You'd Better Believe It!

There are two types of dogs in this world, companion dogs and working dogs. Man has had working dogs for a very long time, but also quite likes having them around.  For their part, dogs mostly prefer having people around rather than other dogs. At a very early age, they learn visual cues from our voice, face and general body language for what we want from them. Of course, some of us are better at communicating than others, and we have dogs to match.

The sniffer dog has emerged over the last thirty years as a common sight in many public locations. That’s where we see the ones with small teeth like beagles or spaniels. The ones with big teeth, like Belgian malinois are more likely to be found with the military or police.

Explosives and drugs are the common target for the connoisseur’s nose, although diabetes and cancer are bringing them into the medical field. The problem is that they want to please us and a great way making us happy is to confirm our prejudices.  Lit et al (1) made a study of how the beliefs of the handlers affected their dog’s performance.

They took a church and used eighteen trained noses, with their handlers of course, to check out some side rooms for drugs or explosives. You and I know that there would be neither in such a place, but the handlers and dogs didn’t. Some rooms had decoys for the dogs consisting of Slim Jim sausages and a tennis ball, while decoys for the handlers were less interesting. These were little squares of red paper. The decoys were mixed and matched, and some rooms had neither.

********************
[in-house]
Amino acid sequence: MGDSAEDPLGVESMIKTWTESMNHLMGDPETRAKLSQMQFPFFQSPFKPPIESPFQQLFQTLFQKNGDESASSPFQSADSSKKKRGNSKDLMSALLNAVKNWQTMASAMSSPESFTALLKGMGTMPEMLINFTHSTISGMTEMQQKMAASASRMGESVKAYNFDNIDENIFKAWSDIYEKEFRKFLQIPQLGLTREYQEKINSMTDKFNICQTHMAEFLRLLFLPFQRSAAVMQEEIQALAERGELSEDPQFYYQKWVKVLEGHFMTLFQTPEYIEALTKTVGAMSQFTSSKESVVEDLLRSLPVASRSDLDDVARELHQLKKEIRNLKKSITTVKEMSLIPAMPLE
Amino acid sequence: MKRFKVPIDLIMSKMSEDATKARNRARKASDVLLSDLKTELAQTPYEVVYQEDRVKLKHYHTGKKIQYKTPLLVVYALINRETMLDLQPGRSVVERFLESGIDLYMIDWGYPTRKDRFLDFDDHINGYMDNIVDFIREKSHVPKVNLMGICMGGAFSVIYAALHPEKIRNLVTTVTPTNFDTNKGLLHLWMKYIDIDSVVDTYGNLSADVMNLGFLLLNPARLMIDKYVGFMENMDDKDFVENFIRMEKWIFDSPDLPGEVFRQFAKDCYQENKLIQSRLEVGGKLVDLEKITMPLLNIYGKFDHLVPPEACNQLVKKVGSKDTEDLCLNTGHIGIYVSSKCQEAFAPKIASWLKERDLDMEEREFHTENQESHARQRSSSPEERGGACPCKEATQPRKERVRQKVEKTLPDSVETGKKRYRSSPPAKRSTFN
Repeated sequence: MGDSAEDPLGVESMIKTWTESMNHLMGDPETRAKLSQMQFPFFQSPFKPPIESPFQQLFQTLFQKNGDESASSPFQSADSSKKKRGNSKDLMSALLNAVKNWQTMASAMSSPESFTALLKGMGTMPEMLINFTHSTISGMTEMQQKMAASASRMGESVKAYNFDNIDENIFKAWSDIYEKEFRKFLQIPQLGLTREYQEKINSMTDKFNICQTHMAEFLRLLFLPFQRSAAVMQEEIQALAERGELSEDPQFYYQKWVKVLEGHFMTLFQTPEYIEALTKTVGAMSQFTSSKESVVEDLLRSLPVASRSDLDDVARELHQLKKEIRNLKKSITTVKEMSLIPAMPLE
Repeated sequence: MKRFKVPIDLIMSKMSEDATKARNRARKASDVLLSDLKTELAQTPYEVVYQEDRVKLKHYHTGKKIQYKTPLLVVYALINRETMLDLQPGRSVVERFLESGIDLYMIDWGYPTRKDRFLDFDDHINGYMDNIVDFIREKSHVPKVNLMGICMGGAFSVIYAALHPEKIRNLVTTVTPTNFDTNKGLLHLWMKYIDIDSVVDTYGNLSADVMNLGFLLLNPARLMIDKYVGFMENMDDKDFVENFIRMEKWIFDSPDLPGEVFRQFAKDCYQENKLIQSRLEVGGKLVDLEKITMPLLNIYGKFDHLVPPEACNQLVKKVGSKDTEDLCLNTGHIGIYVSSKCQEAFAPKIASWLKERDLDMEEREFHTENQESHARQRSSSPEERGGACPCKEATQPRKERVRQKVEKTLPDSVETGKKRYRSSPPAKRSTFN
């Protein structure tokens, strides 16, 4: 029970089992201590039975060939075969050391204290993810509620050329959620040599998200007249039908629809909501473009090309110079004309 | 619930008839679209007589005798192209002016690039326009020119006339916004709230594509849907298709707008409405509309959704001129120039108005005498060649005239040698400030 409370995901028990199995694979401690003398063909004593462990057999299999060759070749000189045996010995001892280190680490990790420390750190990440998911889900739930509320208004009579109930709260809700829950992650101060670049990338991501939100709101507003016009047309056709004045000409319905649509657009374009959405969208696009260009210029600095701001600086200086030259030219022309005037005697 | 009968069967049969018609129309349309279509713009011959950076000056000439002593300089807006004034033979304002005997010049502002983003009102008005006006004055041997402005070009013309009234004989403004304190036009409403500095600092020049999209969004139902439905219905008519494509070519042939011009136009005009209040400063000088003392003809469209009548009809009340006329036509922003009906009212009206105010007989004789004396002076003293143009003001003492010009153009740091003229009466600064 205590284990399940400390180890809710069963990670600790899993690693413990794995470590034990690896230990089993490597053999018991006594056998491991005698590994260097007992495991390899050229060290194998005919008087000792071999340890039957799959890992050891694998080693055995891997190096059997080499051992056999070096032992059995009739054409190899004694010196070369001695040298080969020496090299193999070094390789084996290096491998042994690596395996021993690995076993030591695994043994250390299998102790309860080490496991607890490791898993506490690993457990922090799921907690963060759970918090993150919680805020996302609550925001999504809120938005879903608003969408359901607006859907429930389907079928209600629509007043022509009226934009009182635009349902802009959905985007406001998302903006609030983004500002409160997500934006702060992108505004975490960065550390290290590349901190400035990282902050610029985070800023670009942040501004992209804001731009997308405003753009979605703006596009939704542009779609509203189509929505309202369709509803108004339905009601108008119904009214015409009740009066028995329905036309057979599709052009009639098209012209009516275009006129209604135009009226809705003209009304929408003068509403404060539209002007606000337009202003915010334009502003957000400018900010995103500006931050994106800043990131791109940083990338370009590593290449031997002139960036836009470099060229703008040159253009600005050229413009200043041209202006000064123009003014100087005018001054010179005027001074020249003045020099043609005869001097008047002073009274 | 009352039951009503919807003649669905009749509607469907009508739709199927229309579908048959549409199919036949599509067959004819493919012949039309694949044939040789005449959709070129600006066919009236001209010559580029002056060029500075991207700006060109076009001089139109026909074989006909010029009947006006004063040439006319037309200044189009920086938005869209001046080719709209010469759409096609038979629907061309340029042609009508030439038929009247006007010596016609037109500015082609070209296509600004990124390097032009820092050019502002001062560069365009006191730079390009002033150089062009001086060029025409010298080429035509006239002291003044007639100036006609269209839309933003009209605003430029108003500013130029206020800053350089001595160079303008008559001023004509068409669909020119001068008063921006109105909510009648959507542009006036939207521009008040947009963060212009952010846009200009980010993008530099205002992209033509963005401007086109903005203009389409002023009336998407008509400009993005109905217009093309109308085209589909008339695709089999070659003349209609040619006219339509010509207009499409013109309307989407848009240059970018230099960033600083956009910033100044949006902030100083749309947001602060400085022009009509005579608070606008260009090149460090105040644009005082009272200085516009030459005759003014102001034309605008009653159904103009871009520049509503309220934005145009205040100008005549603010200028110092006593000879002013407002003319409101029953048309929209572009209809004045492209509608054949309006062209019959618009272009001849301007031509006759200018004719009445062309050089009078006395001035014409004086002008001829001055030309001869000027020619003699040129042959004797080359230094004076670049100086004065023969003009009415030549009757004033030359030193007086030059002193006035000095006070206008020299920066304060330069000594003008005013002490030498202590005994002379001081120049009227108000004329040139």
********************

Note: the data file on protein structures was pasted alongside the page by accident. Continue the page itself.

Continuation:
Well, only 15% of the runs indicated that there were no drug or explosive caches in the church. The bits of red paper were a great attraction.  The sausages were also a bit of a distraction. Only one team got it right on two runs through.

Although sausages were difficult to resist for both parties, the bits of red paper were only important to the handlers and made them believe that there were illicit goods hidden somewhere. Wittingly or unwittingly, that belief was transmitted to their dog, which did it’s best to please.

The unwitting transmission of information is called the “Clever Hans Effect” after Wilhelm van Osten and his grumpy horse, Hans, who would do counting tricks for money back in the early 1900s (2). Professor Pfungst checked the horse out and found it only got the right answer if the questioner already knew the answer and the horse could see the questioner. He, the horse Hans, got very grumpy if he got it wrong and bit the poor Professor Pfungst for his pains.

  1. L.Lit, J.B.Schweitzer & A.M.Oberbauer, Animal Cognition, 14, 387, (2011).
  2. The New York Times. 1904-09-04

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